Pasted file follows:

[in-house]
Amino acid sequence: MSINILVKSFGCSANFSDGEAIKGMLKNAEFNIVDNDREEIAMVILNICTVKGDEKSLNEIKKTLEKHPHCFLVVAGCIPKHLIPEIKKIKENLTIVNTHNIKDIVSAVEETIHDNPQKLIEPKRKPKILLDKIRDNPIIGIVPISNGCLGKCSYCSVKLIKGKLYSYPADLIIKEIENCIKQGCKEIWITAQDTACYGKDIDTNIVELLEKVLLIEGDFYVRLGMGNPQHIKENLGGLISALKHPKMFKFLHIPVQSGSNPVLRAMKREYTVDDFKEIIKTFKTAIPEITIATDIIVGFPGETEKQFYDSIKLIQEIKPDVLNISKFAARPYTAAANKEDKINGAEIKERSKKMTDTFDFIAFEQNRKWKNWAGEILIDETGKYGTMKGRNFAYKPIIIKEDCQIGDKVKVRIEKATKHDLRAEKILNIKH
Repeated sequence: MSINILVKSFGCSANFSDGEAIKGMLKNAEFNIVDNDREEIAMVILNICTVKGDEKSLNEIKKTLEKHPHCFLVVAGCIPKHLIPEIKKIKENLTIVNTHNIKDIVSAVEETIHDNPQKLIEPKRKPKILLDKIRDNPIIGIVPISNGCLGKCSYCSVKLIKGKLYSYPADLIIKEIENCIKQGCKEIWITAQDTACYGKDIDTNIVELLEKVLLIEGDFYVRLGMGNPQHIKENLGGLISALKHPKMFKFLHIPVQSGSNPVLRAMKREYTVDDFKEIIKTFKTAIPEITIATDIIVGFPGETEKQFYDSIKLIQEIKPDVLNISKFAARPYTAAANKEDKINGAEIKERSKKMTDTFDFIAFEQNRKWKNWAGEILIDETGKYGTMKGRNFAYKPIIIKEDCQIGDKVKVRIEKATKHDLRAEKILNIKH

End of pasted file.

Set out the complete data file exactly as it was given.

[in-house]
Amino acid sequence: MSINILVKSFGCSANFSDGEAIKGMLKNAEFNIVDNDREEIAMVILNICTVKGDEKSLNEIKKTLEKHPHCFLVVAGCIPKHLIPEIKKIKENLTIVNTHNIKDIVSAVEETIHDNPQKLIEPKRKPKILLDKIRDNPIIGIVPISNGCLGKCSYCSVKLIKGKLYSYPADLIIKEIENCIKQGCKEIWITAQDTACYGKDIDTNIVELLEKVLLIEGDFYVRLGMGNPQHIKENLGGLISALKHPKMFKFLHIPVQSGSNPVLRAMKREYTVDDFKEIIKTFKTAIPEITIATDIIVGFPGETEKQFYDSIKLIQEIKPDVLNISKFAARPYTAAANKEDKINGAEIKERSKKMTDTFDFIAFEQNRKWKNWAGEILIDETGKYGTMKGRNFAYKPIIIKEDCQIGDKVKVRIEKATKHDLRAEKILNIKH
Repeated sequence: MSINILVKSFGCSANFSDGEAIKGMLKNAEFNIVDNDREEIAMVILNICTVKGDEKSLNEIKKTLEKHPHCFLVVAGCIPKHLIPEIKKIKENLTIVNTHNIKDIVSAVEETIHDNPQKLIEPKRKPKILLDKIRDNPIIGIVPISNGCLGKCSYCSVKLIKGKLYSYPADLIIKEIENCIKQGCKEIWITAQDTACYGKDIDTNIVELLEKVLLIEGDFYVRLGMGNPQHIKENLGGLISALKHPKMFKFLHIPVQSGSNPVLRAMKREYTVDDFKEIIKTFKTAIPEITIATDIIVGFPGETEKQFYDSIKLIQEIKPDVLNISKFAARPYTAAANKEDKINGAEIKERSKKMTDTFDFIAFEQNRKWKNWAGEILIDETGKYGTMKGRNFAYKPIIIKEDCQIGDKVKVRIEKATKHDLRAEKILNIKH